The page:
Cracking the USA? Interpreting UK to US TV drama translations

HOGG, Christopher (2013). Cracking the USA? Interpreting UK to US TV drama translations. New Review of Film and Television Studies, 11 (2), 111-132.

Full text not available from this repository.
Link to published version:: 10.1080/17400309.2012.708266

Abstract

For well over half a century, British TV drama production has both inherited from and aimed to appeal to nations and cultures beyond the UK, particularly the lucrative (yet notoriously tough) US TV market. However, in the context of mainstream American broadcasting, British-produced imports have never been anything more than a peripheral presence on US small screens. A currently prominent production strategy aiming to counter the mainstream US TV market's aversion to foreign-sourced drama, in an attempt to access prime-time broadcasting positions, is a process which can be labelled as UK-to-US TV drama ‘translation’: the ‘recreation’ of British-based dramas within an American cultural framework. Whilst the cultural reconfiguration of game show and reality/lifestyle TV formats has received heightened critical attention in recent years, investigation into the international translation of TV drama remains less developed. This paper investigates both the internal textual operations and the external production dynamics involved in the process of UK-to-US TV drama translation, drawing on direct interview material from industry professionals. The UK and US versions of the crime drama Cracker constitute the core translation case study, utilising the close analysis of text and production context as a lens through which to examine the mechanics of UK-to-US TV drama translation.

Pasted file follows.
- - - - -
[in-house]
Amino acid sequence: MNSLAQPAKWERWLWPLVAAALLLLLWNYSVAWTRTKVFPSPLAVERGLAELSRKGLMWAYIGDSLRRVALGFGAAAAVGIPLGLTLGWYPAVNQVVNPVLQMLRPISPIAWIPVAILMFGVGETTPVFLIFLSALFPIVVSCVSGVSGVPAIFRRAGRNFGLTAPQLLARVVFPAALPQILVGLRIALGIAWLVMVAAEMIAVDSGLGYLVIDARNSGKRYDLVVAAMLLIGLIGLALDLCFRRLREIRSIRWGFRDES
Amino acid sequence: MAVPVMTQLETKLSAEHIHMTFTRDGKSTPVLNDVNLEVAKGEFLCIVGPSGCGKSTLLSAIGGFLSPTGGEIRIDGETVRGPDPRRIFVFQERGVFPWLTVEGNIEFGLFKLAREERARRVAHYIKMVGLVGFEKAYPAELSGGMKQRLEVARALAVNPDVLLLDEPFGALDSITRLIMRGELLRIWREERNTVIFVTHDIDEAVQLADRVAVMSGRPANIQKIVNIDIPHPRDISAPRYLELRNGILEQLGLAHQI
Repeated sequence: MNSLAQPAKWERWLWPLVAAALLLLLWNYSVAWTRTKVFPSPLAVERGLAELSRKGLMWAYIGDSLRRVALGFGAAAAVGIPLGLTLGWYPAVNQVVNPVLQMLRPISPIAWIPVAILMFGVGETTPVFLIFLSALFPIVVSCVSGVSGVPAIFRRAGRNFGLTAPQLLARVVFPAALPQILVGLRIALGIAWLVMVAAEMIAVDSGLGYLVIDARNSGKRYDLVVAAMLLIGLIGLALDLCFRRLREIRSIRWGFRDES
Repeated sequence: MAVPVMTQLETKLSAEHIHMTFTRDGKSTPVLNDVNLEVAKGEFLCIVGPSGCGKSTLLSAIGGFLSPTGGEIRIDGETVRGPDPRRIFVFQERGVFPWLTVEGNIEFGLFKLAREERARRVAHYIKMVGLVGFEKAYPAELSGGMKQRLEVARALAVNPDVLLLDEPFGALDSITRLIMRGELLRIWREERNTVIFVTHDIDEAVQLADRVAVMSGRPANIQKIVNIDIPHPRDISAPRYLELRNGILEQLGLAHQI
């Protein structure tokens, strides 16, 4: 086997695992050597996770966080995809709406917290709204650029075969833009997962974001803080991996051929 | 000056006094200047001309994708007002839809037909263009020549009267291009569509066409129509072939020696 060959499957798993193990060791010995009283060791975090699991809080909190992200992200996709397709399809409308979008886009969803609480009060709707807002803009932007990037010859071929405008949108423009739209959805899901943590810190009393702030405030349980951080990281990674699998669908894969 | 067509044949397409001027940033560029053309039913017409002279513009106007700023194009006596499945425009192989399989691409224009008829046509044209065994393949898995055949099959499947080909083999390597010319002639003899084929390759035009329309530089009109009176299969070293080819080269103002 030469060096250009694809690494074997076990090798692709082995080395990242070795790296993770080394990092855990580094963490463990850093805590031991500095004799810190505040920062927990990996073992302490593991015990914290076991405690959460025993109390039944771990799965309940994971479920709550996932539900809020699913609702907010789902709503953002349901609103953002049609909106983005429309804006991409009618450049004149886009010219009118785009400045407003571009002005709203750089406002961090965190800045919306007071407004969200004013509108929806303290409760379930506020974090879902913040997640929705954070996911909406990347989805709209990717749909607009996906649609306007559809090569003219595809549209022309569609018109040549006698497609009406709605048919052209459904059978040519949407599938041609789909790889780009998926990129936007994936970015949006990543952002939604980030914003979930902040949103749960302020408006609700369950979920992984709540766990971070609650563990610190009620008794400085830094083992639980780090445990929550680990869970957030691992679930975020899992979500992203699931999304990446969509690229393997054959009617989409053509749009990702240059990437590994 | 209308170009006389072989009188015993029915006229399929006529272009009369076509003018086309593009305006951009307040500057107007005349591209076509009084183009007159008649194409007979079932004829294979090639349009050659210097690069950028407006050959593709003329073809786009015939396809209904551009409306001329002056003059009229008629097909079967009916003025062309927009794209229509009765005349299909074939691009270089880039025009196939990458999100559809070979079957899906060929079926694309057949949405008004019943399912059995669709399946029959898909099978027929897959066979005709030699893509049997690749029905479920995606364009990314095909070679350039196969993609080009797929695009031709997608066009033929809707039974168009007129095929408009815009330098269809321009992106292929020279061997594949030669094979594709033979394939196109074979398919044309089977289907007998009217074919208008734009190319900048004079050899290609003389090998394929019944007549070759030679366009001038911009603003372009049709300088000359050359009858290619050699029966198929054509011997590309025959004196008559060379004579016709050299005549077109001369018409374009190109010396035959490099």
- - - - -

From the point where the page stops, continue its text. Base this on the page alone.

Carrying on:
Item Type: Article
Research Institute, Centre or Group: Cultural Communication and Computing Research Institute > Communication and Computing Research Centre
Identification Number: 10.1080/17400309.2012.708266
Depositing User: Rachel Finch
Date Deposited: 27 Sep 2012 16:32
Last Modified: 30 May 2013 15:57
URI: http://shura.shu.ac.uk/id/eprint/6293

Actions (login required)

View Item

Downloads

Downloads per month over past year

View more statistics